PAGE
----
convened at U o'clock today, organised
and adjournad until I o'clock tomorrow.
The opening was marked not by pomp and
gorgeous display, but rather by simplicity
and earnestness. In ketplng with the great
responsibilities nn)osed upon the 'lumbers
by the pledges they have made to th
poople of the state. Not a picture adorned
either house and not a flag waa flown, and
centrary to custom, the formality ot rais
ing Old Glory over the state house waa
neglected. During the entire day a steady
downpour of rain continued, but this did
not prevent the gsJlarlc from being well
filled with men and women, while th
lobbies back of the railing in both housea
Lieutenant Governor McGllton presided
In the senate and in the house Secretary of
State Galusha called the members to order
and presided until he turned the rein over
to Adam McMullen of Gage county, who
was chosen temporary chairman. The busi
ness of each house was strictly formal and
consisted merely In carrying out the pro
gramme mapped out at the caucuses. la
both houses Chief Justice Sedwlck admin
istered the oath and he was accompanied
by Judge Barnes and Judge Let ton. The
oath prescribed by the constitution Is aa
"I do snlmenly swear that I will support
the constitution of the United States and
the constitution nf the state of Nebraska,
and will faithfully discharge the duties of
member of the legislature according to th
best of my ability, and nt the election at
which I was chosen to fill the said office
I have hot Improperly Influenced In any
way tha vote of an elector and liny ho
cepted nor will I accept or receive Erectly
or Indirectly, any money or other valuable
things from any corporation, company, or
person, or any promts of offlc for any
official act or influence (for any vote I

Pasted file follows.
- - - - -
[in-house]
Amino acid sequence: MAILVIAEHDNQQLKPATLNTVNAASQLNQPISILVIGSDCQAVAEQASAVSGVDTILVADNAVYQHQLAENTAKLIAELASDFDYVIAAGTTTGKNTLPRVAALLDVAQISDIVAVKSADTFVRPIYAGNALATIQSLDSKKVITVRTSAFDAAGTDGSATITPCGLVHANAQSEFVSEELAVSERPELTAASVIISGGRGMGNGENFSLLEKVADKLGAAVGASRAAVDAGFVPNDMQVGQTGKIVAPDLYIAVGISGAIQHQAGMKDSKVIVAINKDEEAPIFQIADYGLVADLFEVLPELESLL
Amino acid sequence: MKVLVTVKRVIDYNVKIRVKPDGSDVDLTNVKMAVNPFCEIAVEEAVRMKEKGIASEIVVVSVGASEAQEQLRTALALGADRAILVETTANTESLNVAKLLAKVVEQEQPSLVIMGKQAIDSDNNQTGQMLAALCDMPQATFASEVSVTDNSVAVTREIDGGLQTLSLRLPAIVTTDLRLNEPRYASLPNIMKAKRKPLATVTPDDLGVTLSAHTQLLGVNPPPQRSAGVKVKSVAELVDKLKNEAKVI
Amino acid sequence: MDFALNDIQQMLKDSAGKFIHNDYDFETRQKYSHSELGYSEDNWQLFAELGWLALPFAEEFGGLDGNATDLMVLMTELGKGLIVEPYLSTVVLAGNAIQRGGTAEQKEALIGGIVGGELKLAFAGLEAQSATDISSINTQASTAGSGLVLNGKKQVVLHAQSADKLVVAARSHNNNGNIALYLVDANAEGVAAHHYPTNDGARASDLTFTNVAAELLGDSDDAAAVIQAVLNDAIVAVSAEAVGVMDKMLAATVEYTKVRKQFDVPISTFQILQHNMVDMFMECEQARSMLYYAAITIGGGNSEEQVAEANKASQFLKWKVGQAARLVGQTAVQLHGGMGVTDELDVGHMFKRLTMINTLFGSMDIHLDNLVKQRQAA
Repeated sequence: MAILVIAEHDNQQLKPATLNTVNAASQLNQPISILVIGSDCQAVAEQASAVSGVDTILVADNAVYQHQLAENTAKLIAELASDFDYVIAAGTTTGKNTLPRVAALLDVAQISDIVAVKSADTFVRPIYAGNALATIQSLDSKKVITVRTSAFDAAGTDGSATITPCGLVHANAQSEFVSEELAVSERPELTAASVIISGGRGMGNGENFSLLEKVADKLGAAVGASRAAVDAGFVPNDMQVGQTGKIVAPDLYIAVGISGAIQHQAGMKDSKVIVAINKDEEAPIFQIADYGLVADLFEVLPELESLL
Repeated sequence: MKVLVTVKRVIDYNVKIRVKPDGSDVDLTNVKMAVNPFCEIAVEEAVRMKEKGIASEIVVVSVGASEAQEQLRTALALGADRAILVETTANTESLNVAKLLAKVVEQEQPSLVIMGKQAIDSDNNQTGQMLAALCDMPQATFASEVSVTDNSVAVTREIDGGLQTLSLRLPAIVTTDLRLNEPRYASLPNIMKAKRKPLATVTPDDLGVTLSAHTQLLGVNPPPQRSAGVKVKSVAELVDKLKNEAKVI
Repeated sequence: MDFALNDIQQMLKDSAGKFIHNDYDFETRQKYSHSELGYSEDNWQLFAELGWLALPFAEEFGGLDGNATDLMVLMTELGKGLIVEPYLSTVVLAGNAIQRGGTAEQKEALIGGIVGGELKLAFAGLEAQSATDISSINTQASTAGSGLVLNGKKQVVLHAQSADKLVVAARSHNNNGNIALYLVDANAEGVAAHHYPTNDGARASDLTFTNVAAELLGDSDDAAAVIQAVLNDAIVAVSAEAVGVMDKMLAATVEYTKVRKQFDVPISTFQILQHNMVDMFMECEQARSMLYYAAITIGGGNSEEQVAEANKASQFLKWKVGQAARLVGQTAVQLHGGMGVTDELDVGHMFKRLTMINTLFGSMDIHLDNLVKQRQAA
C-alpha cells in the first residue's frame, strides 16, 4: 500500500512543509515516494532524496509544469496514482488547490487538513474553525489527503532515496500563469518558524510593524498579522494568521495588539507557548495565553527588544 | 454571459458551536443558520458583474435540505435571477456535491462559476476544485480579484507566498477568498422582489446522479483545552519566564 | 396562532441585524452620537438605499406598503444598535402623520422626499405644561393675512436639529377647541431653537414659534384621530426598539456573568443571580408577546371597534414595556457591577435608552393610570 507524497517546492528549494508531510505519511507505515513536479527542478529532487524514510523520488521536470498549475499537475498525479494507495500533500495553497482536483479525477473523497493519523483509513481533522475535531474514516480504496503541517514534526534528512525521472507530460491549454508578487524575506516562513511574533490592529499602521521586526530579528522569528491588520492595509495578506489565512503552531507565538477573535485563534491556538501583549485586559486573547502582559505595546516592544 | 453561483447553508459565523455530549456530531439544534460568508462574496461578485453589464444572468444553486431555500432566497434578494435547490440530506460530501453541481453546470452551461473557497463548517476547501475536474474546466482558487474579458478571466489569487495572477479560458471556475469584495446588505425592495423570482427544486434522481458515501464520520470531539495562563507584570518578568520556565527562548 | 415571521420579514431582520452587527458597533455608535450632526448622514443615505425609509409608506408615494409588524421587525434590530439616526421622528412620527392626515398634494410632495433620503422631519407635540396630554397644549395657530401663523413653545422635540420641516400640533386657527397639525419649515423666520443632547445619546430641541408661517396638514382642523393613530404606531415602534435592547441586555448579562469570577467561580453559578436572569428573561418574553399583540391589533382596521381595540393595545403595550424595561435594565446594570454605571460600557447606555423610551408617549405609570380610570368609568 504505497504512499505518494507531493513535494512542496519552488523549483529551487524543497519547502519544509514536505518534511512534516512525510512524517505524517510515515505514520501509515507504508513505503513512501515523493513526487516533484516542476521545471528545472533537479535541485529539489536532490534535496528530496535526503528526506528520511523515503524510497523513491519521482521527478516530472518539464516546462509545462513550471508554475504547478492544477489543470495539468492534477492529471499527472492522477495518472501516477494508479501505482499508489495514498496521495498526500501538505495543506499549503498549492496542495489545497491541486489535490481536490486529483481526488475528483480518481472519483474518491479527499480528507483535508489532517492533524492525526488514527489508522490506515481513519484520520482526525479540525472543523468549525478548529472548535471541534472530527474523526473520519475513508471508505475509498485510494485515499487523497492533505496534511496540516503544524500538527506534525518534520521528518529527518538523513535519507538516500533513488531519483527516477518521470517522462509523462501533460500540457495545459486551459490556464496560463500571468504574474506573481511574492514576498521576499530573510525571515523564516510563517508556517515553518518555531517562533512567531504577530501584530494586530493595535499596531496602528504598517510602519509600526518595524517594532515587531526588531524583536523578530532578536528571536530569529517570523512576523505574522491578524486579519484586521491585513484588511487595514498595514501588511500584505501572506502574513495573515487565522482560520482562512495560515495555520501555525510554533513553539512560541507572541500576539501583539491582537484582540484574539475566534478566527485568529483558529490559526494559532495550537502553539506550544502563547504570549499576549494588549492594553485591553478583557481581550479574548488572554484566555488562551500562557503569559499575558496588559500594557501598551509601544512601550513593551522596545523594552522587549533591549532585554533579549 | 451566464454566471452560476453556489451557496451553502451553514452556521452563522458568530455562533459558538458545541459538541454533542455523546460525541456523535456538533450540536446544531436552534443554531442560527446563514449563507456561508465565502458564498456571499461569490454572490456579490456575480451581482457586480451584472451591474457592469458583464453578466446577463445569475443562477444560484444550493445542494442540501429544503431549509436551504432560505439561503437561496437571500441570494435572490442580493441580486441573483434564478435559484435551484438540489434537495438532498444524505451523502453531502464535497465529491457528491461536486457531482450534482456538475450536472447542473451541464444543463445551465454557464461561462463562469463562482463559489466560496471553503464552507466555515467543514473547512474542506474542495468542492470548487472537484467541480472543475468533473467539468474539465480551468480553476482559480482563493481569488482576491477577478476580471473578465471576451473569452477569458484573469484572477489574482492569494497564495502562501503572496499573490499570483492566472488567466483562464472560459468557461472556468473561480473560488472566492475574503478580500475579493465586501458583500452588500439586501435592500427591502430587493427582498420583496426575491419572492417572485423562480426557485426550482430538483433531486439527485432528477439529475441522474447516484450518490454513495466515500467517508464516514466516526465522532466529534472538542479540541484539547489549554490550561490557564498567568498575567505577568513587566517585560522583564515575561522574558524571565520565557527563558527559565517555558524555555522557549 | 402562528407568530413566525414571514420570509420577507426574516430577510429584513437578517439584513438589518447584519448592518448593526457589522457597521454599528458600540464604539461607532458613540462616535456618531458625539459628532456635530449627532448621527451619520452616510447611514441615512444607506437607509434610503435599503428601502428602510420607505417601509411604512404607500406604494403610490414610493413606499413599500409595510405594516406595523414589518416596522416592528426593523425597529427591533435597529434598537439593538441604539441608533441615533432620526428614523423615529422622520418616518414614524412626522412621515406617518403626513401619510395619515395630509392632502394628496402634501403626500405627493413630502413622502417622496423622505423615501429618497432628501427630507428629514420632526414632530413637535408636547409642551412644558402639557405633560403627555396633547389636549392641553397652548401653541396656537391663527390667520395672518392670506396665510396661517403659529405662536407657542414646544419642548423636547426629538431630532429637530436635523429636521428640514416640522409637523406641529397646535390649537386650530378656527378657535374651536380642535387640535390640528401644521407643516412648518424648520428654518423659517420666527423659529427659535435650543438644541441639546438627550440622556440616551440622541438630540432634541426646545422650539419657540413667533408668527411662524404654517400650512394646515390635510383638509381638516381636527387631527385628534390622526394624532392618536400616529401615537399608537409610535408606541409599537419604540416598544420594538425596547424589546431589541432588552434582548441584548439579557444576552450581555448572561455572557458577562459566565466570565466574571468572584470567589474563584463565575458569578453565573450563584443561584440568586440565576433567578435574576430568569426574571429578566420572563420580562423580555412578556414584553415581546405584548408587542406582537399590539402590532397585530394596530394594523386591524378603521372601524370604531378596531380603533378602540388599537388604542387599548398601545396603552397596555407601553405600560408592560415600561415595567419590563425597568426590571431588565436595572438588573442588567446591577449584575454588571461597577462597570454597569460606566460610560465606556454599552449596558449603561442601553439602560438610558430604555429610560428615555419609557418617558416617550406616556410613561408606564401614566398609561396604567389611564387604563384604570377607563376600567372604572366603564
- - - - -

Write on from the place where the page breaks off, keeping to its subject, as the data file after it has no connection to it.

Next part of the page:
may give or withhold on any bill, resolu
tion, or appropriation), ao help me God."
speaker Nettleton wa inducted Into of
fice amid a generous handclapplng, In which
both member and galleries joined, and he
received a second round of applause when
h concluded his speech of acceptance. In
I thank you heartHy tri t M great honor
you nave conferred upon me. And indeed
it is a great honor, especially at a period
when the legislature has so much construc
tive legislation to enact; when the people
have defined what they want and what they
will have. To steer to the middle coins,
which will not do wrong to any Interests,
but which will tend to the best development
of the state, giving to each and all a fair
chance will be difficult, and, realising th
great responsibility which attaches to this
position, I ask each of you to give me your
advice, assistance and encouragement, and
I shall give to each of you fair and equal
The fusion members bestowed upon J. C.
Van Housen of Colfax the honor of a vote
for speaker, while their organization mad
In the caucus received a strictly fusion
Douglas Men Prominent.
With the advantage of the acquaintances